Saturday, April 21, 2007

Greatest City in the World

The votes are in and it's true: Berlin is the greatest city in the world.

I've lived here so long that it's hard for me to judge anymore, but last night I sat down with a newly immigrated English mother of two by the name of Sarah (well, she's been here a couple of years) and was surprised at the sheer unequivocal-ness of her endorsement. "I can honestly say I wouldn’t want to live anywhere else", she said. "If it were up to me, I would live here all my life."

Her points:

- It's a great place to raise children. Germans themselves will never tell you this, they think all Germans and Germany in general is anti-children, but it's not true. The subways have elevators, the buses have steps that tip down. Other cities don’t have all that. Go to New York or London or Paris. Berlin is an extremely modern city. There are still parts that could be cleaned up a little, but most likely that is only a matter of time.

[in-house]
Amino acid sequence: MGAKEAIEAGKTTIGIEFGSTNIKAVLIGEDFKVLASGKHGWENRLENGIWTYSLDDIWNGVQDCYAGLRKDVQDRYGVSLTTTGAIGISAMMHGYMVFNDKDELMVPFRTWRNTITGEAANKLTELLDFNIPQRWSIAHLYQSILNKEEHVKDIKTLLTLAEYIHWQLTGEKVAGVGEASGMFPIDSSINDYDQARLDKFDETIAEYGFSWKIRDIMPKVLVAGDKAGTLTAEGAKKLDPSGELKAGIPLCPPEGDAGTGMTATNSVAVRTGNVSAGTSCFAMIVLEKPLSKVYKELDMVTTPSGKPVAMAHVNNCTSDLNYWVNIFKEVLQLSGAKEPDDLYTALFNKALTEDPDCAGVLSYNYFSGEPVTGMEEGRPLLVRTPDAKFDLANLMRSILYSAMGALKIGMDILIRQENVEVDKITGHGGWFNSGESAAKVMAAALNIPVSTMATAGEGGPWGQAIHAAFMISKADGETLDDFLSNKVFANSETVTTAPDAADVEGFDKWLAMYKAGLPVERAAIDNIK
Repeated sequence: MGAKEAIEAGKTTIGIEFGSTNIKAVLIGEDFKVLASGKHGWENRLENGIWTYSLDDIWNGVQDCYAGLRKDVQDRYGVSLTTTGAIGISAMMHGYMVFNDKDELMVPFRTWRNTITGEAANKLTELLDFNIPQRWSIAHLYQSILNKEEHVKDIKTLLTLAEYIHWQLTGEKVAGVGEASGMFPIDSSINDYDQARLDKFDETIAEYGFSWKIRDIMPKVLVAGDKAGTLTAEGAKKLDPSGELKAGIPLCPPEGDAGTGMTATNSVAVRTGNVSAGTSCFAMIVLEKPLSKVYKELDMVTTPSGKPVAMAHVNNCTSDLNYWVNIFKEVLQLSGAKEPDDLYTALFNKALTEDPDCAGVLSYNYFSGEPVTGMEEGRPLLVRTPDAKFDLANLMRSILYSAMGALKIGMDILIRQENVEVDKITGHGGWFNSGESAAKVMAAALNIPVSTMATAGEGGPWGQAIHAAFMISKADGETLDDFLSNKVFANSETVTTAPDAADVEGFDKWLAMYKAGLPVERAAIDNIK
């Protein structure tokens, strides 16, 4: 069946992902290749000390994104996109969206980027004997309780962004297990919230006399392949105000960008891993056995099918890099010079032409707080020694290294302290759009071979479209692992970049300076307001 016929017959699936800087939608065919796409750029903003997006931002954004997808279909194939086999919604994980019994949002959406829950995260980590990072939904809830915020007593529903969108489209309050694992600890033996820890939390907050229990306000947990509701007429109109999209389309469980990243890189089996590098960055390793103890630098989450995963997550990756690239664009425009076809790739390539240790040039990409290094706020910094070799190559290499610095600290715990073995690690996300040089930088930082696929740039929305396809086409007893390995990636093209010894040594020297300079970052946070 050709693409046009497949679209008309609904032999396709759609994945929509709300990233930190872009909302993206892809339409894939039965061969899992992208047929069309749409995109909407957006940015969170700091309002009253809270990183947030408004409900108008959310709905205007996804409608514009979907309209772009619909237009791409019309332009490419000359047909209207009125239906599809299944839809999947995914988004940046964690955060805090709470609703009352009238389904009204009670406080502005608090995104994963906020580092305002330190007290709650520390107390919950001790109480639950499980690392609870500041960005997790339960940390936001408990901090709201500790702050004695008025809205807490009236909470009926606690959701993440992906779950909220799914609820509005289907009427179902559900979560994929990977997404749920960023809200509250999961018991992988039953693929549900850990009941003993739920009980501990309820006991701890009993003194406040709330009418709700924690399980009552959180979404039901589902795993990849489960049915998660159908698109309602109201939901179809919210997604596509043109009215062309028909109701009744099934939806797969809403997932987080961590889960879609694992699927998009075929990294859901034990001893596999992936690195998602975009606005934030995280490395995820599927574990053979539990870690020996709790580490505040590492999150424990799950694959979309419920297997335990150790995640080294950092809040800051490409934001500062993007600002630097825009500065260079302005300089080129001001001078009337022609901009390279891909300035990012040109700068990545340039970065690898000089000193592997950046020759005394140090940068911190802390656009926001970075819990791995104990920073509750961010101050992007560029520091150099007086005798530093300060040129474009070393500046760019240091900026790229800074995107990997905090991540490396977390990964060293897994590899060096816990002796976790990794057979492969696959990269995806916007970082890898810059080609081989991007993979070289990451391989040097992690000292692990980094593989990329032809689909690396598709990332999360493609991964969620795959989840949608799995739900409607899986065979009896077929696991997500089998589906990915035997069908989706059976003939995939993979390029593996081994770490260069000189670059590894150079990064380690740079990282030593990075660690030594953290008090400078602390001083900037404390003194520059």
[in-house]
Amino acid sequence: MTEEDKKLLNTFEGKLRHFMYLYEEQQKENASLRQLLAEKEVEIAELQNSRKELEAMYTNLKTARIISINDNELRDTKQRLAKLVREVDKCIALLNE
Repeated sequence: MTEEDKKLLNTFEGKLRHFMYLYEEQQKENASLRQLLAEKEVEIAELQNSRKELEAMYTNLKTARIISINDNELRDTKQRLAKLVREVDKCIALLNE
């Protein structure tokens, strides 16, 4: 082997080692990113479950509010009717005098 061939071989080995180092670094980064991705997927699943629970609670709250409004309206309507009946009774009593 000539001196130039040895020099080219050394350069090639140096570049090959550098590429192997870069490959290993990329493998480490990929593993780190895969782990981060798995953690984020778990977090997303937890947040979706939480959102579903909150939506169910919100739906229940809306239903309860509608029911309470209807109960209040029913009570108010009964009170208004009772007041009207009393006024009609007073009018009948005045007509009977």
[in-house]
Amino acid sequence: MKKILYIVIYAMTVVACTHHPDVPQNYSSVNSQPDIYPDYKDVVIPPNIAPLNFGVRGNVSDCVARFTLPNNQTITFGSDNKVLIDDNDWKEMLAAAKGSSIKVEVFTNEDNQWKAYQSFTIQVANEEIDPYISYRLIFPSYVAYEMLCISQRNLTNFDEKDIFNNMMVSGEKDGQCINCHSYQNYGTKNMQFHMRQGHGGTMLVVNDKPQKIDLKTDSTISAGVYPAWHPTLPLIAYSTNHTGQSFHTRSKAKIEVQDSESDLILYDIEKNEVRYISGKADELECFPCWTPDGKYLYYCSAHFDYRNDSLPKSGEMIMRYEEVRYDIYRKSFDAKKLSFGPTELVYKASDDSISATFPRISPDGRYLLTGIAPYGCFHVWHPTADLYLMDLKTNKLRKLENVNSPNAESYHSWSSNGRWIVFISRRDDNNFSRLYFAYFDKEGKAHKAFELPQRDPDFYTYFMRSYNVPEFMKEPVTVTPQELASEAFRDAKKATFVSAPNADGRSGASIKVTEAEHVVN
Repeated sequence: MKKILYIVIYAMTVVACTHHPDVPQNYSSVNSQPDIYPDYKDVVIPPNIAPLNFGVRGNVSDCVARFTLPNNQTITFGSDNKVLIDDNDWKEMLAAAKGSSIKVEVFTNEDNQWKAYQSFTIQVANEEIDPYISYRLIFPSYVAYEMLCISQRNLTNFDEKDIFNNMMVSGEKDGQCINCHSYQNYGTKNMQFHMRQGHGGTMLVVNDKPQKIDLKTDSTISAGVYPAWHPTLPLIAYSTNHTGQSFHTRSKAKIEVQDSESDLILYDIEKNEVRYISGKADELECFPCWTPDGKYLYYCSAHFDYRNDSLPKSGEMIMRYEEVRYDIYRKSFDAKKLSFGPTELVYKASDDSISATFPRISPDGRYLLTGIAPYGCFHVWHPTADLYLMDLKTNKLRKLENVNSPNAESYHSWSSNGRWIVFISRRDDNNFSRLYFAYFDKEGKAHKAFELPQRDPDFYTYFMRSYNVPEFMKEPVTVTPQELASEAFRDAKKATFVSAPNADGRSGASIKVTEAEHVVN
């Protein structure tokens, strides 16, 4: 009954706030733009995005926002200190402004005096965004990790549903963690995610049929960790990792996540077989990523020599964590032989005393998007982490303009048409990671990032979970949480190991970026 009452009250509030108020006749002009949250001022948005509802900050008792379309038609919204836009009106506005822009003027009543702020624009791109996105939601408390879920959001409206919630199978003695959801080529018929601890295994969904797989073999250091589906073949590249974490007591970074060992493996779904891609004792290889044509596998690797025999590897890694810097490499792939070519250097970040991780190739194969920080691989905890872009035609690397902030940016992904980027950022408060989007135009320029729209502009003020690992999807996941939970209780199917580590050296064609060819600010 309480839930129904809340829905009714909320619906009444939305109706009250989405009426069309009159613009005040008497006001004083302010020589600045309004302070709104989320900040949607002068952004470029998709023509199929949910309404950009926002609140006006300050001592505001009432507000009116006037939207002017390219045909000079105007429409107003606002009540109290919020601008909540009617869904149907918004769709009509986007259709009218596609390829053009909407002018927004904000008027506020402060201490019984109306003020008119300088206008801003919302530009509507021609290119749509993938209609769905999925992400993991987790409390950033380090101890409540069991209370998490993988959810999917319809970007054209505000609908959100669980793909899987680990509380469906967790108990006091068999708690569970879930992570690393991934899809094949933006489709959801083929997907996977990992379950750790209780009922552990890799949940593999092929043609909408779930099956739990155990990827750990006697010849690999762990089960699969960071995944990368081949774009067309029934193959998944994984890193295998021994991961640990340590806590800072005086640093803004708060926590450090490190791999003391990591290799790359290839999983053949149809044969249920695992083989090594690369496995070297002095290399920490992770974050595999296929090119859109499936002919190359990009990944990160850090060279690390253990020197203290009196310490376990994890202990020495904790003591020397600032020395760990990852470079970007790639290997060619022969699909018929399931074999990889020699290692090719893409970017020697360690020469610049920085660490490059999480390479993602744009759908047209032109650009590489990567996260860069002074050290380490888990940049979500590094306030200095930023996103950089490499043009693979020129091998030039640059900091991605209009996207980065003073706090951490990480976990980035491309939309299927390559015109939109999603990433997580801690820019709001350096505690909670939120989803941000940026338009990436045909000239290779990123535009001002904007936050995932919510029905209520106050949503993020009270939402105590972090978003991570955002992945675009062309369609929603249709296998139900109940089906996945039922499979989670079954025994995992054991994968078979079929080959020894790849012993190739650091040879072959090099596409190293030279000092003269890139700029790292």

- Cheap. It's true of course: Berlin is easy to live in money-wise. "For the money we're paying for our four-room apartment on the edge of town," said Guy, her husband, in Paris we'd be living in a place the size of this living room, and that would be generous."

- Not crowded. "It's not like London where everything is completely overcrowded. You can get around. You can take your children everywhere."

- Language-afinity. "When I came here, I assumed everyone was going to be very… well, German. Unfriendly. Rude. Cold. But the exact opposite is true. Everyone is cheerful and helpful. Germans make great neighbors."